What remains less contentious is the fact that Clovis Culture (a prehistoric culture, appearing ~13.5 kyr BP in North America) expanded across the continent at a similar time to which the mammoths went extinct (~13-12 kyr BP). While kill sites involving direct evidence of Clovis Culture (e.g. evidence of tools) are rare, they do exist, for example, Naco in Arazona and Lugovskoe in Southern Siberia – these mammal finds indicate direct evidence of humans hunting woolly mammoths; though it does not provide evidence of overkill. One important fact to take home here is that there was 10 million woolly mammoths in their prime and significantly less humans – could humans really kill all of these mammoths?…
What’s Lister et al. doing?
Lister has been trying to use radiocarbon dating to better pinpoint the exact times mammoths were living in particular regions. Essentially, from this refined chronological information, he can understand the contractional range and map this against the spread of humans and changes in climate and vegetation across time. Lister has produced new radiocarbon dates for mammals through collagen extraction and ultrafiltration techniques and has additionally utilised data samples from the literature and matched this to a devised criteria. In doing this, he has removed some dates, for example, those dated pre-1980, or those that had radiocarbon dates extracted from burnt bone. A total of 1870 radiocarbon dates were used in Lister’s study and finally plotted on time slice maps to assess the contractional range of the woolly mammoth.
The study has proved interesting and has shown a number of things. Firstly, there appears to be a delayed response in mammoth response to climate change. For example, during the warming climate of the Bølling, mammoth range is still large across the Northern hemisphere. During the Allerød, as cooling takes hold, the range contracts out of Europe toward cooler climates (e.g. Siberia). This indicates a slow response from the Bolling due to delayed vegetation changes; the mammoths vacate Europe first as trees replace the mammoth steppe in Europe before other regions of the Northern hemisphere, ~12 kyr BP. After this date, we find that mammoths contract into islands, for example, between 11 and 10.5 kyr BP, mammals are living in the New Siberian Islands.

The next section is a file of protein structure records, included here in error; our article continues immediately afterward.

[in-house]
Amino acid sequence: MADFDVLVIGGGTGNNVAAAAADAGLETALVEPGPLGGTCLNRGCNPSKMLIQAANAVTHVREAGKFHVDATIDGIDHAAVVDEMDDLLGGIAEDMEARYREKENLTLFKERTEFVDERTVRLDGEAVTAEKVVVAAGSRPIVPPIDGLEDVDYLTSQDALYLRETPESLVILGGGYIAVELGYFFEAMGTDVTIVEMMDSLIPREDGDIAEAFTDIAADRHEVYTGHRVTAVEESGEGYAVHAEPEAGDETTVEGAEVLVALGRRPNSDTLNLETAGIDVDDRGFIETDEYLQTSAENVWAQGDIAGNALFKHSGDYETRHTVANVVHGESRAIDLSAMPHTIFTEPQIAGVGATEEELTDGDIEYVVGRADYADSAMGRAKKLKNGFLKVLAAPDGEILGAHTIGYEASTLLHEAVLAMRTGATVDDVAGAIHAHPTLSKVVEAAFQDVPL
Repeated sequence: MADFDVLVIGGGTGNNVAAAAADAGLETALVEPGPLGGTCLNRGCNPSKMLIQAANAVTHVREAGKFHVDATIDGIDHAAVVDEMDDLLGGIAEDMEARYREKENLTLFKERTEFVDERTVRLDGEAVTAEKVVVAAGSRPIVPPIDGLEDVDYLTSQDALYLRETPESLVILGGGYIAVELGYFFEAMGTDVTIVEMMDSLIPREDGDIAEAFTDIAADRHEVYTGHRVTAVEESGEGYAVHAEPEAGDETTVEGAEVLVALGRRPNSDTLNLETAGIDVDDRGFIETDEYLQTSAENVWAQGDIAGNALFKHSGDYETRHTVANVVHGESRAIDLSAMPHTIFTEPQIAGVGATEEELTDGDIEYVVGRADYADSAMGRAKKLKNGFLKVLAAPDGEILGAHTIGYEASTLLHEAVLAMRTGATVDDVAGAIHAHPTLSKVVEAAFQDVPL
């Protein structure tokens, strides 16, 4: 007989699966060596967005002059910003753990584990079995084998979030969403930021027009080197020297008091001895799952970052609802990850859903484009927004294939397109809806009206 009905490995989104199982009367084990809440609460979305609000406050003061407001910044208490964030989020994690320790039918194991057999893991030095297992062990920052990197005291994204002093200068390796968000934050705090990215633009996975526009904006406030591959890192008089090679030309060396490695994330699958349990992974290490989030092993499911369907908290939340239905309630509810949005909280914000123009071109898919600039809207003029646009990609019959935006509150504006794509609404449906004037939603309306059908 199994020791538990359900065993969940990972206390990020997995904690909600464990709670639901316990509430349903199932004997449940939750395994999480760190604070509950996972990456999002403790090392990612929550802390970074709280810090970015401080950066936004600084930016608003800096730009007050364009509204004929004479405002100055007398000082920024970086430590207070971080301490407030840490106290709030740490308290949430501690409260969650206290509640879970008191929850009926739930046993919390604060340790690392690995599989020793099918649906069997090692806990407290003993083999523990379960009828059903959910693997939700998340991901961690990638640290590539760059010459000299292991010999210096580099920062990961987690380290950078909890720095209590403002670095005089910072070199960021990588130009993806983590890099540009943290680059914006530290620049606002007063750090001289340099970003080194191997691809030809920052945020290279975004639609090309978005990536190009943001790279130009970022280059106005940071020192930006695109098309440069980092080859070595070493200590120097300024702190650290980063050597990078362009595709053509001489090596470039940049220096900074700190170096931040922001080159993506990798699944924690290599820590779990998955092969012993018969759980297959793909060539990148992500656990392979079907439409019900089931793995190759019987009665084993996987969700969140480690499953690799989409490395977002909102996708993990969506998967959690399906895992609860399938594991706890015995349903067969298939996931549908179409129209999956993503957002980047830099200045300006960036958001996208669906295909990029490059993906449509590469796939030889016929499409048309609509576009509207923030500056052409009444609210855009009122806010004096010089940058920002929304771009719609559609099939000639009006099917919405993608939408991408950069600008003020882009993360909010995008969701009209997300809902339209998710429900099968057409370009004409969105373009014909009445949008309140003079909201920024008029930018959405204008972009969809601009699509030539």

The biggest find of this study is that the contraction of mammoths, which is seemingly a result of vegetation changes, causes populations to thrive in two islands ~10.5-6.5 kyr BP. St. Paul Island, Alaska is occupied ~6.5 kyr BP and is known to have had no human influences until the historic past. Similarly, dwarf mammoths populated Wrangel Island during the mid-Holocene. The last mammoth remains have been dated to 4,333 kyr BP and 4,022 kyr BP, providing a sequence of dates on Wrangel Island. So, why did the mammoths stay so long in Wrangel? Wrangel Island’s environment is regarded as being the closest thing today as mammoth steppe and this may explain why these mammals lived so long there – the vegetation was primed throughout the Holocene to support the mammoth population.
Wrangel Island tundra – a mammoth haven. Courtesy of New World Encylopedia
But, if the environment is, even still today, suitable to host a population of mammoths on Wrangel Island, why did they go extinct? On Wrangel, humans were hunting sea mammals; we know this because we have found walrus ivory harpoon heads, dated to ~3.6-3.5 kyr BP. Therefore, timing of human arrival, occupation and hunting is scarily close to the timing of the last mammoth fossil find…is it possible for humans to have played a role in their demise? Was there a potential overlap in occupation at Wrangel?
Lister proposes a combined extinction model based on radiocarbon mapping. Mammoths were driven to a reduced population on the basis of habitat loss. Hereafter, the small and vulnerable populations were demised by hunters, though their intentions (i.e. food or culture) are still unclear.